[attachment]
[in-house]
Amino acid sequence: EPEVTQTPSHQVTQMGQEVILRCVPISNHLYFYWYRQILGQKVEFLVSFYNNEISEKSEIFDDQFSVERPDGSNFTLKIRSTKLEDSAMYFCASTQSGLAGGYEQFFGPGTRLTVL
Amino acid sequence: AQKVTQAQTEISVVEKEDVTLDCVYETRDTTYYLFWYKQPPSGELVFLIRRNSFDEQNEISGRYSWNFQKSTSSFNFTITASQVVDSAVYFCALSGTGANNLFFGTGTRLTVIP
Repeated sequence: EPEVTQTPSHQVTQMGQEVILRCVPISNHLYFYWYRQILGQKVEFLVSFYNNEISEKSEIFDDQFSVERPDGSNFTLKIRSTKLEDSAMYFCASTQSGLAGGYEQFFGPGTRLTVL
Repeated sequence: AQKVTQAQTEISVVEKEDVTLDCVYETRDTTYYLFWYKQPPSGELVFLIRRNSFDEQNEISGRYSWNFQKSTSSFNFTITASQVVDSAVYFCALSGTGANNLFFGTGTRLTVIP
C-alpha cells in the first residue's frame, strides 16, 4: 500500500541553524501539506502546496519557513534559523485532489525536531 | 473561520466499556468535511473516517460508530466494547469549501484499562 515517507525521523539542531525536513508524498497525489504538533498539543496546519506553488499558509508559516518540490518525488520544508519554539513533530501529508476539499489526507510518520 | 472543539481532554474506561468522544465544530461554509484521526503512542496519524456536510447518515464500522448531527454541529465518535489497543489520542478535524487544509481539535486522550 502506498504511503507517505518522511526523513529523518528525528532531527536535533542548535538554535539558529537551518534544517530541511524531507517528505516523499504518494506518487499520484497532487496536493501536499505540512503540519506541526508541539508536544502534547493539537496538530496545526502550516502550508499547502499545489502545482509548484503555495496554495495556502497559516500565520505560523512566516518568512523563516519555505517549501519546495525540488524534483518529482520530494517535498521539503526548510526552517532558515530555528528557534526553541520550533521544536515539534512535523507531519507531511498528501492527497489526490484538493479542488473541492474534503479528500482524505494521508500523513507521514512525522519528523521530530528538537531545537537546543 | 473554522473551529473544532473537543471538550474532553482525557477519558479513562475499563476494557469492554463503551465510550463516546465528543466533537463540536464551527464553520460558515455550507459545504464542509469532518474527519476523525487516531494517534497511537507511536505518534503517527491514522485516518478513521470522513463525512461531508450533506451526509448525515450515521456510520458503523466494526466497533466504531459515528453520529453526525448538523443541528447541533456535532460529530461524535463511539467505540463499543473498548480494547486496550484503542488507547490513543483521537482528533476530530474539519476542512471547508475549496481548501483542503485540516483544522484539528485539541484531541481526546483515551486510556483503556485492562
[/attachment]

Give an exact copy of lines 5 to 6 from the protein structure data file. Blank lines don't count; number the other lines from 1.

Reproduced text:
Repeated sequence: AQKVTQAQTEISVVEKEDVTLDCVYETRDTTYYLFWYKQPPSGELVFLIRRNSFDEQNEISGRYSWNFQKSTSSFNFTITASQVVDSAVYFCALSGTGANNLFFGTGTRLTVIP
C-alpha cells in the first residue's frame, strides 16, 4: 500500500541553524501539506502546496519557513534559523485532489525536531 | 473561520466499556468535511473516517460508530466494547469549501484499562 515517507525521523539542531525536513508524498497525489504538533498539543496546519506553488499558509508559516518540490518525488520544508519554539513533530501529508476539499489526507510518520 | 472543539481532554474506561468522544465544530461554509484521526503512542496519524456536510447518515464500522448531527454541529465518535489497543489520542478535524487544509481539535486522550 502506498504511503507517505518522511526523513529523518528525528532531527536535533542548535538554535539558529537551518534544517530541511524531507517528505516523499504518494506518487499520484497532487496536493501536499505540512503540519506541526508541539508536544502534547493539537496538530496545526502550516502550508499547502499545489502545482509548484503555495496554495495556502497559516500565520505560523512566516518568512523563516519555505517549501519546495525540488524534483518529482520530494517535498521539503526548510526552517532558515530555528528557534526553541520550533521544536515539534512535523507531519507531511498528501492527497489526490484538493479542488473541492474534503479528500482524505494521508500523513507521514512525522519528523521530530528538537531545537537546543 | 473554522473551529473544532473537543471538550474532553482525557477519558479513562475499563476494557469492554463503551465510550463516546465528543466533537463540536464551527464553520460558515455550507459545504464542509469532518474527519476523525487516531494517534497511537507511536505518534503517527491514522485516518478513521470522513463525512461531508450533506451526509448525515450515521456510520458503523466494526466497533466504531459515528453520529453526525448538523443541528447541533456535532460529530461524535463511539467505540463499543473498548480494547486496550484503542488507547490513543483521537482528533476530530474539519476542512471547508475549496481548501483542503485540516483544522484539528485539541484531541481526546483515551486510556483503556485492562